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Straight from the bay

Nova Scotia’s first appellation for wines is more of a style, but it still pairs well with our seafood and scenery

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Danny co-owns Innovative Beverages, is an importer of fine wines and is a CAPSAC-certified sommelier. Photo: Tammy Fancy

Danny co-owns Innovative Beverages, is an importer of fine wines and is a CAPSAC-certified sommelier. Photo: Tammy Fancy

Whenever I speak at a wine event and bring up the term “terroir,” participants’ eyes glaze over. I quickly have to ask to pour them another glass of wine to keep the interest level up. As boring as wine-geek speak can be to the everyday wine drinker, terroir is very important when talking about Nova Scotia wines.

The factors that shape the land greatly influence wines made from locally grown grapes, by local winemakers. Soil, weather, elevation, proximity to water plus other factors that make up the terroir of a region give wine its unique character, and ability to draw people into the story behind the wine. Wine is not just a beverage to those of us who love it; it is a story in a glass. This is true in Nova Scotia, and evinced by the success of Nova Scotian wines.

According to statistics released by the NSLC, Nova Scotia wine sales are up a whopping 25 per cent so far this year. Compare that to two years ago when sales were up 22 per cent. This is well ahead of the rest of the wine category, which sees sales running about six per cent ahead of the previous year. These numbers can be explained by two things: a progressive move made by the NSLC in 2007 to cut the markup that it charges on local wines, versus others by 70 per cent; and improvements in quality and selection. Nova Scotia wines are doing well and we like them.

In 2012 the Winery Association of Nova Scotia launched a new (and its first) appellation wine called Tidal Bay. The rules around qualifying for a Tidal Bay wine are quite loose, but include the use of several approved grape varieties, a maximum alcohol level of 11.5 per cent, and a limit on the amount of grapes that can be harvested per acre. The NSLC and private stores have supported this initiative with displays and tastings that showcase these wines.

Eleven wineries released a Tidal Bay wine in May of this year. According to the outdated Tidalbay.ca website the wines show aromatic characteristics and crisp, off-dry flavours of expressive and vibrant fruit. Sounds delicious and a great match to our Nova Scotia seafood.

Most of these wines are still finding their stride, and calling Tidal Bay an appellation, like Burgundy or Bordeaux, is a stretch. I would say that Tidal Bay is more of a style. With all the winemakers having their own take and imprint on what makes a good Tidal Bay wine, there is a lot of variance in flavours, sweetness and acidity. It’s not that these aren’t delicious wines, but you will need to experiment to find the ones that you like the best, and which will pair well with your Nova Scotia seafood offering.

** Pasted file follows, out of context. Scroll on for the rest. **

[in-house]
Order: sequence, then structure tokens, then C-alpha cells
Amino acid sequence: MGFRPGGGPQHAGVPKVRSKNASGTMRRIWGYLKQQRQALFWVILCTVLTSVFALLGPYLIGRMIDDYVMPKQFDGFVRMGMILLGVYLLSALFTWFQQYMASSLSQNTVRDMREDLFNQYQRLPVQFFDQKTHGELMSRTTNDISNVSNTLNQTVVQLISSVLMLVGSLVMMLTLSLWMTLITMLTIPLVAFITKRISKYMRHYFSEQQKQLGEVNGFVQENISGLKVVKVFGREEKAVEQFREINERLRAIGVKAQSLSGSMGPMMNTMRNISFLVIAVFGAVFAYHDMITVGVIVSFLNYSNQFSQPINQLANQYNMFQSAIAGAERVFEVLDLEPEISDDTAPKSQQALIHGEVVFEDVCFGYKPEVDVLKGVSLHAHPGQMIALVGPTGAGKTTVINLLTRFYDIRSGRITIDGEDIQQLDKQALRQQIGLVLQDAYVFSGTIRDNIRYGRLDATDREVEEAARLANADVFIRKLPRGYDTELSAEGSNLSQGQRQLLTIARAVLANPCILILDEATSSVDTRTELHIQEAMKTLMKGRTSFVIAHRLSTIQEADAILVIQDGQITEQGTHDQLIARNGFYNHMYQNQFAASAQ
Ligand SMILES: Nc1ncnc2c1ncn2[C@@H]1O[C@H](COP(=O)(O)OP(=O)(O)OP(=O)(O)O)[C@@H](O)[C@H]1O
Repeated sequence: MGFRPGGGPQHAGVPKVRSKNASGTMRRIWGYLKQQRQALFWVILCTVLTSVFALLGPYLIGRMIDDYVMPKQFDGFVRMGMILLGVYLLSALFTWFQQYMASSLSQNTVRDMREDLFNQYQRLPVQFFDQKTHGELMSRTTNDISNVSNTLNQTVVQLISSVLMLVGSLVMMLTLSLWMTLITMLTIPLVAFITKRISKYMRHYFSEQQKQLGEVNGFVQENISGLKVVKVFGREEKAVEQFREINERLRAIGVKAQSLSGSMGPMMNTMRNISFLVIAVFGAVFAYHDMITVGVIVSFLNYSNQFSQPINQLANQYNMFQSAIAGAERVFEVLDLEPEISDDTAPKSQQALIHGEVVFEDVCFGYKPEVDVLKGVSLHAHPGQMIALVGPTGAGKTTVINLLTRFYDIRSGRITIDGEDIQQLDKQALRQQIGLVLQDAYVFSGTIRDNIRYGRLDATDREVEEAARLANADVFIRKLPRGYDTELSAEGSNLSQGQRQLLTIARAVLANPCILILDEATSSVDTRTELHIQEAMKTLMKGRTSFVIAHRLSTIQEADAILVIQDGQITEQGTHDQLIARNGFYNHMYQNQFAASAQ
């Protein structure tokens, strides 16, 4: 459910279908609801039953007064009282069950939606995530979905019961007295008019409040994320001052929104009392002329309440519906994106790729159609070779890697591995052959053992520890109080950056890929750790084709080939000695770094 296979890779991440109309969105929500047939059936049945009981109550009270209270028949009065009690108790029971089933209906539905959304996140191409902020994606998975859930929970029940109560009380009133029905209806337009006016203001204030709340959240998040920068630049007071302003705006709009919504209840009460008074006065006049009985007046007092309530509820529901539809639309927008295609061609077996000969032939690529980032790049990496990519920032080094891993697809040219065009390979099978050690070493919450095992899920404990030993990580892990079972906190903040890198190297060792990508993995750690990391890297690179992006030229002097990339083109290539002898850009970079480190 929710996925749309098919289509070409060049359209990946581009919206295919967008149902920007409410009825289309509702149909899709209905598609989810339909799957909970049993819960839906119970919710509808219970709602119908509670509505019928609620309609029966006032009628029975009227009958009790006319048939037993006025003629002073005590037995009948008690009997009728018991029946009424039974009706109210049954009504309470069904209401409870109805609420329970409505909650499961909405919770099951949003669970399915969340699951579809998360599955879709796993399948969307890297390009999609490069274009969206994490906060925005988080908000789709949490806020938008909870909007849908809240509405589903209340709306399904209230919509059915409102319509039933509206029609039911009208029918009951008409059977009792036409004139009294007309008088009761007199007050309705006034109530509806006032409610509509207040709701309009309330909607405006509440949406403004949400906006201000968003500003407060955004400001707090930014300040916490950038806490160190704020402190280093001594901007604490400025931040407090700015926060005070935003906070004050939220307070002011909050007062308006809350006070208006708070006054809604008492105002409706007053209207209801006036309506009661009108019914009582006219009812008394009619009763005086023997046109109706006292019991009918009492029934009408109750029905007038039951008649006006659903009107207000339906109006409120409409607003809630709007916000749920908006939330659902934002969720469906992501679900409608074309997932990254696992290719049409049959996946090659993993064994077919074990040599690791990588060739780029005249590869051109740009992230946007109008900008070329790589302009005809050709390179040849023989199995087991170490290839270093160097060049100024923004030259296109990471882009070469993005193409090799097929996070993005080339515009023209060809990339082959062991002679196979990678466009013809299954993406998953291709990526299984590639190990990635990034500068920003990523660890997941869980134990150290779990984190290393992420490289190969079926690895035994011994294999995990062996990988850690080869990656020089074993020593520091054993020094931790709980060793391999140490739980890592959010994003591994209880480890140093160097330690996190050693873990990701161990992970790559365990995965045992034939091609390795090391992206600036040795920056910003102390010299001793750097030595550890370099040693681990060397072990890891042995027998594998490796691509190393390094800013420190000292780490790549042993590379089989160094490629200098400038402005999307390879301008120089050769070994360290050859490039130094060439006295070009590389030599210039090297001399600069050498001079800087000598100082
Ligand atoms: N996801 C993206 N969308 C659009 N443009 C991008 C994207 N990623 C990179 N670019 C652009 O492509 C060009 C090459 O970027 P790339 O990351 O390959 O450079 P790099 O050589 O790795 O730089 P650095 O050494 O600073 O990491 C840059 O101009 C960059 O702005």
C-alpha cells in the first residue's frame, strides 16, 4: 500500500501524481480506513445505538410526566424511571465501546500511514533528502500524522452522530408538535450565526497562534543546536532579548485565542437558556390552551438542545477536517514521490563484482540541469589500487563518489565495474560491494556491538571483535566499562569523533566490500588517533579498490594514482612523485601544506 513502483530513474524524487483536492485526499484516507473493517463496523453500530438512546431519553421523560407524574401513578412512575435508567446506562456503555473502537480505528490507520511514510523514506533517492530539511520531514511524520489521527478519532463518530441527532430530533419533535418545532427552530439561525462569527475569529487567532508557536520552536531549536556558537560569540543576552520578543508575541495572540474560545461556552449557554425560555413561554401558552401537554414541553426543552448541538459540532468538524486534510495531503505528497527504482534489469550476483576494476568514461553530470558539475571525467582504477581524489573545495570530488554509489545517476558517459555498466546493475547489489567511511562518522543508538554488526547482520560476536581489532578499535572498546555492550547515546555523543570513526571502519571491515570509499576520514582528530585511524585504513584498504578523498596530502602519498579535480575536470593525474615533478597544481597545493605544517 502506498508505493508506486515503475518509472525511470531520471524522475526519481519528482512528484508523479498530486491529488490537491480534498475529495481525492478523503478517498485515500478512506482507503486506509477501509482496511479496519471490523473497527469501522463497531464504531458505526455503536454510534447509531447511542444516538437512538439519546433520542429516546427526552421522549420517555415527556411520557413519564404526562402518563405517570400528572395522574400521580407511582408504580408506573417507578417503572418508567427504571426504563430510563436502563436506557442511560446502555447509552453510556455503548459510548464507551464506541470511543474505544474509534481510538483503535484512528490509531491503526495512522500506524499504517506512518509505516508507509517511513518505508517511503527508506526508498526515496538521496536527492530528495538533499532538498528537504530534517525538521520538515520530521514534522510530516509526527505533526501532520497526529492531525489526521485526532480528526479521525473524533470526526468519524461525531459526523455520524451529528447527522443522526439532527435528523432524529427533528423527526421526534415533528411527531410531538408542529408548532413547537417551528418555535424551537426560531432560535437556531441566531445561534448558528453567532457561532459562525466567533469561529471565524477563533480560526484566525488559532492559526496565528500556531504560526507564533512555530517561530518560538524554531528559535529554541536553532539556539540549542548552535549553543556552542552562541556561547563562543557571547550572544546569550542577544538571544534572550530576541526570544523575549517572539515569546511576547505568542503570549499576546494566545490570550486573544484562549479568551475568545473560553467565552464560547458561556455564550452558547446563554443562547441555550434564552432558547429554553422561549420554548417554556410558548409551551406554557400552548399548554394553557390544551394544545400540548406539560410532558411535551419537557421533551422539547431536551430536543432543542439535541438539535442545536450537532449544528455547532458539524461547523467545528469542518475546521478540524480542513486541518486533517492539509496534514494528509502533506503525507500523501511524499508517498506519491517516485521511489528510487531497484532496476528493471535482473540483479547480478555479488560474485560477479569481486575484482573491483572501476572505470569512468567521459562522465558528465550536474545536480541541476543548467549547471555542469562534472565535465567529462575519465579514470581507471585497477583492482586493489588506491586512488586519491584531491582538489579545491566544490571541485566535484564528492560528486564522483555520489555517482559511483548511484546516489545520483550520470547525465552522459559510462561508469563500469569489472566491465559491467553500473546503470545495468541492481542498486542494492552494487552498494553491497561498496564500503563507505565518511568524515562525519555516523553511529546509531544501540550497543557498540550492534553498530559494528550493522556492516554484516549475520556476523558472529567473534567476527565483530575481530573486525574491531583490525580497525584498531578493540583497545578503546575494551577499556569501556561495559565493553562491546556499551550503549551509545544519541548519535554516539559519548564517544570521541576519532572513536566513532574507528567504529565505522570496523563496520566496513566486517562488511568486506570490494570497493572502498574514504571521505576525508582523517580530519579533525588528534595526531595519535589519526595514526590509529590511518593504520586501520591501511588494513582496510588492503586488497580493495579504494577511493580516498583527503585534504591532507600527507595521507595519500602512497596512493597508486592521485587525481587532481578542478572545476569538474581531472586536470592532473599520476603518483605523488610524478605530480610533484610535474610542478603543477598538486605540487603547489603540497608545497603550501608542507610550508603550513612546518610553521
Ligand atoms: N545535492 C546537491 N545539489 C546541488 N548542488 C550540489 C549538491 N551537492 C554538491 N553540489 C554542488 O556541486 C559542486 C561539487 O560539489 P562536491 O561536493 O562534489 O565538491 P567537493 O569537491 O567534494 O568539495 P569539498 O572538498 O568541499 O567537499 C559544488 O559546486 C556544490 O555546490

The best part of the Tidal Bay appellation may be the branding and recognition it has brought to Nova Scotia wines. The Globe and Mail did a feature on Nova Scotia wines in June, and you can now purchase Nova Scotia wines in limited quantities in Ontario.

But the way to find out is test them out. Put the wines in paper bags and taste them without knowing the brands and discover which are your favourites. Throw in some mussels and oysters and you have a fun evening of wine and food.

Or you can go straight to the source at the wineries around the province. It’s a great way to spend a fall day.

The under-$25 wine review

Gaspereau Vineyards Tidal Bay 2012

$21.99 NSLC and Private stores

This wine has a lovely floral and honeyed nose with a touch of baking spice. Refreshing apple and pear flavours and a touch of sweetness closing with a nice baked apple finish. Very drinkable and would be fantastic with some Nova Scotia raw oysters that are so good this time of the year. 88/100

Blomidon Estate Winery Tidal Bay 2012

$19.99 NSLC and Private stores

Slightly herbal on the nose with some floral character and wet stone. The sweetness hits your palate fairly quickly and the whole package is reminiscent of an off-dry German Riesling. Lots of fresh fruit characters here and a tasty finish. The sweetness demands a pairing with some spicy fried calamari. 86/100

Recent reviews

Wente Sandstone Merlot, Livermore Valley

California, Bishop’s Cellar, $23.95

Medium-bodied and silky with a ripeness of flavour that leaves you looking for more grip. 90/100

Woodbridge by Robert Mondavi Cabernet Sauvignon 2010


California, NSLC, $14.99

Good pedigree with the Robert Mondavi name behind it. Has nice brambly berries and stewed plums. 89/100

Ratings

80–84: A great sipper, good value. 85–89: Won’t last long, great value.

90–94: Brag to your friends and buy a case—fantastic. 95–100: A classic, run to the store, extremely rare.

  • DJanes

    I really, really, really want to like our local wines, and will continue to try them, despite being completely under-whelmed every time. I feel its over priced in terms of quality. People are continuing to support local which is why I assume sales are increasing. Once the “let’s try it phase” dies down it will be interesting to see how many will continue to buy local wines.

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